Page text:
Biological organisms maintain their functional integrity in varying environmental conditions through the activity of the innate immune system and controlled inflammation. During scuba diving, divers are exposed to greater than usual environmental changes, which challenges the entire body. The circulatory system is specifically stressed with an elevated partial pressure of oxygen and by decompression-induced gas bubbles on ascent to the surface. When the stress caused by the pressure changes exceeds a certain threshold, a variety of symptoms may occur after return to the surface — this is usually called decompression sickness (DCS).
DCS has been associated with the presence of a free gas phase in blood and tissues but we know little about the biological pathways and processes involved. While involvement of immune and inflammation cells and processes has been indicated previously, measurable changes are rarely present in asymptomatic divers, making it difficult to study the transition of physiological adaptive stress response into maladaptive or pathological reactions leading to loss of organ functions. We have reported in this blog about recent microparticle studies that may potentially shed more light on this gray area.
Another new approach is to map divers’ blood to identify genes, biological pathways and cell types perturbed by the physiological stress in asymptomatic scuba diving, as described in a recently published study by Eftedal et al.1 For the study, 10 experienced divers abstained from diving for two weeks and then performed a three-day series of daily dives to a depth of 18 m (60 fsw) for 47 minutes while breathing compressed air. Researchers collected blood from the subjects before and immediately after the first and last dives for analysis. Ten matched nondivers provided controls for a predive status comparison.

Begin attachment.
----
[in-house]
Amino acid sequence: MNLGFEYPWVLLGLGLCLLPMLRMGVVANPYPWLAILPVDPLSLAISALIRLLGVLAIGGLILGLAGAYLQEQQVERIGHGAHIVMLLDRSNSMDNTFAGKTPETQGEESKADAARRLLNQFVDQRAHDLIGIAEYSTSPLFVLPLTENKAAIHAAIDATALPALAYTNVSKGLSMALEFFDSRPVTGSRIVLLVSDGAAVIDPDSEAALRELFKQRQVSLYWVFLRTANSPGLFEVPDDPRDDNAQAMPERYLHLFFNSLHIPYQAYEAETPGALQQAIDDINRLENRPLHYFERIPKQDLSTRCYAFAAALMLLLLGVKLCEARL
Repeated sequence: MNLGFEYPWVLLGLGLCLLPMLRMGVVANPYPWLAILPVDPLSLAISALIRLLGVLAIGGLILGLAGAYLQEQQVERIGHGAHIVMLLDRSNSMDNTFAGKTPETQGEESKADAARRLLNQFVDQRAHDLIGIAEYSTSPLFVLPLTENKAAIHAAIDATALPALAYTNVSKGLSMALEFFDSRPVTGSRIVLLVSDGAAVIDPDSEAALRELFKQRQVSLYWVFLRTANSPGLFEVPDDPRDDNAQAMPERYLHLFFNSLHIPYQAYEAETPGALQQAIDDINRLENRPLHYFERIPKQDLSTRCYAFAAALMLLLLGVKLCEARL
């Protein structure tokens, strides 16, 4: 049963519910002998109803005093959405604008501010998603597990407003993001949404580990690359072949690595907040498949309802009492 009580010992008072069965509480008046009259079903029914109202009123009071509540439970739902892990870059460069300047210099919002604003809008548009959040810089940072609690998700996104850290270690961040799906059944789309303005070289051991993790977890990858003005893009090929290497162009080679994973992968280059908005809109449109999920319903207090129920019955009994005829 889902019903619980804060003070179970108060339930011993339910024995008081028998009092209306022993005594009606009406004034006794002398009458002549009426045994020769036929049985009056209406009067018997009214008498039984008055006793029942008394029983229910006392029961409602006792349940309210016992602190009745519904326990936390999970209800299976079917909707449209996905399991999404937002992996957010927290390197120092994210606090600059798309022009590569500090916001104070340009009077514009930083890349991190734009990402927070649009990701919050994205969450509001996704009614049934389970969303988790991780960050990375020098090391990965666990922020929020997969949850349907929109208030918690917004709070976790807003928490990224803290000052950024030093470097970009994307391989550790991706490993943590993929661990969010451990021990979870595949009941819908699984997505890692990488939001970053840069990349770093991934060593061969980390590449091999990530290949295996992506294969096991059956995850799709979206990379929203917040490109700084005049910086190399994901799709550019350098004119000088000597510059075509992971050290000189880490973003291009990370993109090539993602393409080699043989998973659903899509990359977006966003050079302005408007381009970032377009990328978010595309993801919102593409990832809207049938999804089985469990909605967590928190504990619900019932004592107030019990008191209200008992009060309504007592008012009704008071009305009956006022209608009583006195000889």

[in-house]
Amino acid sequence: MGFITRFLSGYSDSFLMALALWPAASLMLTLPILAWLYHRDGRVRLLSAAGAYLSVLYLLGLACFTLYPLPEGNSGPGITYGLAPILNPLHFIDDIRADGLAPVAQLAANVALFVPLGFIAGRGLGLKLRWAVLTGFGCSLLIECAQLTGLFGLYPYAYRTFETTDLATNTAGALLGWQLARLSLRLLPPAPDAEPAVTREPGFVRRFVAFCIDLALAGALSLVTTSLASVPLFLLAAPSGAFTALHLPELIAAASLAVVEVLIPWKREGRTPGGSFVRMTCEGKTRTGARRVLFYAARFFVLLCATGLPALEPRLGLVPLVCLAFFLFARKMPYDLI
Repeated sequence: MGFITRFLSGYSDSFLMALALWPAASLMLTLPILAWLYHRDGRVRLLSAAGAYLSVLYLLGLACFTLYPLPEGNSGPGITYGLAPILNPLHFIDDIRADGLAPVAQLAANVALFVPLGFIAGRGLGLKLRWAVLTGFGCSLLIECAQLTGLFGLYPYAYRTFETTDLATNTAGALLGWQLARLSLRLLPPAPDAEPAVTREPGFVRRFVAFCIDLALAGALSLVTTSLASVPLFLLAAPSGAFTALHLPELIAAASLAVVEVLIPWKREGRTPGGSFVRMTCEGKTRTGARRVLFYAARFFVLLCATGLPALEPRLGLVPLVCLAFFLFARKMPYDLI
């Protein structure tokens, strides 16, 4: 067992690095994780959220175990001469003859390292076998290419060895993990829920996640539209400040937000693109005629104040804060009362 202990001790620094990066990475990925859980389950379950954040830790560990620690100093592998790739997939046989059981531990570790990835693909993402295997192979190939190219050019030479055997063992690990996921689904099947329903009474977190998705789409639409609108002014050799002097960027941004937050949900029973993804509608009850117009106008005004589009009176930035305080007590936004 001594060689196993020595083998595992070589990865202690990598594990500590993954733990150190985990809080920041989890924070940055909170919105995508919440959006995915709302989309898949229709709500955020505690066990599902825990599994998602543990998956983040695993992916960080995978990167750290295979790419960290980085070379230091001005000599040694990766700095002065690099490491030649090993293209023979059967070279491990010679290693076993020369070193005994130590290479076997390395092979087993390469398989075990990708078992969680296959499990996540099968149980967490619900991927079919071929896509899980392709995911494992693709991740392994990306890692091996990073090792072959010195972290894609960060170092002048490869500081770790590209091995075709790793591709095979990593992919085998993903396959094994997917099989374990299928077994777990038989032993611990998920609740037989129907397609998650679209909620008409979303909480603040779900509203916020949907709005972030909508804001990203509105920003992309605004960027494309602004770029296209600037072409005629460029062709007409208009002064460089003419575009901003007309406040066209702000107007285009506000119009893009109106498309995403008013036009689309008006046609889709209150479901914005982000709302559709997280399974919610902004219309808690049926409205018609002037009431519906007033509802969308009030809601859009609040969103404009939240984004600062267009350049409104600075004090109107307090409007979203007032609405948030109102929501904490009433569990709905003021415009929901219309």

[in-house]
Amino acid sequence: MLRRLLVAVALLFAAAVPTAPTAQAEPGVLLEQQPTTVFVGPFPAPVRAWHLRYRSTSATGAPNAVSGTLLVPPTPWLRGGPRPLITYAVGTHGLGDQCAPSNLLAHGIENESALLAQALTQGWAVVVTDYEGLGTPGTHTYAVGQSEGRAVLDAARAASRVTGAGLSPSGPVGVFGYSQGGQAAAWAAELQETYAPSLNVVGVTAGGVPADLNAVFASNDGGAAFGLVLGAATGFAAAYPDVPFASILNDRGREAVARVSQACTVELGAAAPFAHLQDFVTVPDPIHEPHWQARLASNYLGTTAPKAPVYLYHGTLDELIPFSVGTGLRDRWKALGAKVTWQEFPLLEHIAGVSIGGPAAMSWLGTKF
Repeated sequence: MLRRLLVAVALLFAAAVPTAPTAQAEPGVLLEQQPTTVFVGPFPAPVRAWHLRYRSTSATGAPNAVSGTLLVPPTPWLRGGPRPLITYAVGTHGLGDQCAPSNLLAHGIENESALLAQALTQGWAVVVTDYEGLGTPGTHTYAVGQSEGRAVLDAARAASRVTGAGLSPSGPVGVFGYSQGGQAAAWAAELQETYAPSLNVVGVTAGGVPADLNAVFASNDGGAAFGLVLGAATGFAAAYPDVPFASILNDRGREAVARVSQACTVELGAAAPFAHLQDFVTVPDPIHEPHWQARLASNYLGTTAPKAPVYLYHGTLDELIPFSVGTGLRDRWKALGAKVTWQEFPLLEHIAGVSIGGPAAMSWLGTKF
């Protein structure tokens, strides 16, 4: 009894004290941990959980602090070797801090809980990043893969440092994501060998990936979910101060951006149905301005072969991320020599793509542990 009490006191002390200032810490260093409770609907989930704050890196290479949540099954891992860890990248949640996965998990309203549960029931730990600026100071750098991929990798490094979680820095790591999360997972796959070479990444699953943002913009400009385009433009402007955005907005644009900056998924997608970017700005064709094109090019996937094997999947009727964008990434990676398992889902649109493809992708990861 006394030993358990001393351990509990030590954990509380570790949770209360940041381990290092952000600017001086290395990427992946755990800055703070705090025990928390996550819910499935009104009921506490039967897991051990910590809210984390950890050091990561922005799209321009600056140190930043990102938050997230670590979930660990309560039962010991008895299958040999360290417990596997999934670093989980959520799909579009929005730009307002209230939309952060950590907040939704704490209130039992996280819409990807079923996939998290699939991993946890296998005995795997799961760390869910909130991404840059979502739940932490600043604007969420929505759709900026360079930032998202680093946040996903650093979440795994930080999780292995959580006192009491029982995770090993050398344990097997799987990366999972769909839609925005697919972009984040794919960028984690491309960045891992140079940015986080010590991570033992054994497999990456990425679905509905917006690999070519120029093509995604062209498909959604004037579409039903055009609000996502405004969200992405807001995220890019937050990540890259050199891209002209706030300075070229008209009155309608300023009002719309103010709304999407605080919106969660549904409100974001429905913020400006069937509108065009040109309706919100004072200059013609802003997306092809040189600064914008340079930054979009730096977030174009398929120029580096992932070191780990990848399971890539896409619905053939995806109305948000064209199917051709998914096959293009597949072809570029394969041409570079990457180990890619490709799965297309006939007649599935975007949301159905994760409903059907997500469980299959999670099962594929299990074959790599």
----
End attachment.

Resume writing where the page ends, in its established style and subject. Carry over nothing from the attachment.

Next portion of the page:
The study found that experienced divers, as compared with nondivers, showed persistent changes in pathways of apoptosis, inflammation and immune responses in the blood transcriptomes, indicating a cellular state of sustained alertness toward exogenous stress. Researchers suspected that this state might be an effect of extensive prior diving, but there were no measurable physiological differences between the divers and nondivers. It is unknown whether these changes affect the risk of DCS in later diving.
Changes found after scuba diving were typical of sublethal oxidative stress, with suppression of lymphocyte activity and activation of the myeloid innate immune system. It was not possible to distinguish possible effects of oxidative stress and of gas microbubbles. Changes were similar after the first and the third dive, and they returned to normal in between the dives. However, this study was done on experienced divers whose transcriptome was already changed in comparison with nondivers. It is not known what changes after dives would have been found in previously unexposed subjects and how much exposure is needed to induce changes found in experienced divers.
The study of transcriptome in divers is in its early stages, but those of us who would like to better understand what is going on with our bodies while diving look forward to reading more about this subject in the future. To learn more about transcriptomes, read the information provided by the National Human Genome Research Institute at http://www.genome.gov/13014330.
Eftedal I, Ljubkovic M, Flatberg A, Jørgensen A, Brubakk AO, Dujic Z. Acute and potentially persistent effects of scuba diving on the blood transcriptome of experienced divers. Physiol Genomics 2013 Oct 16; 45(20):965-972. doi:10.1152/physiolgenomics.00164.2012. Epub 2013 Aug 20.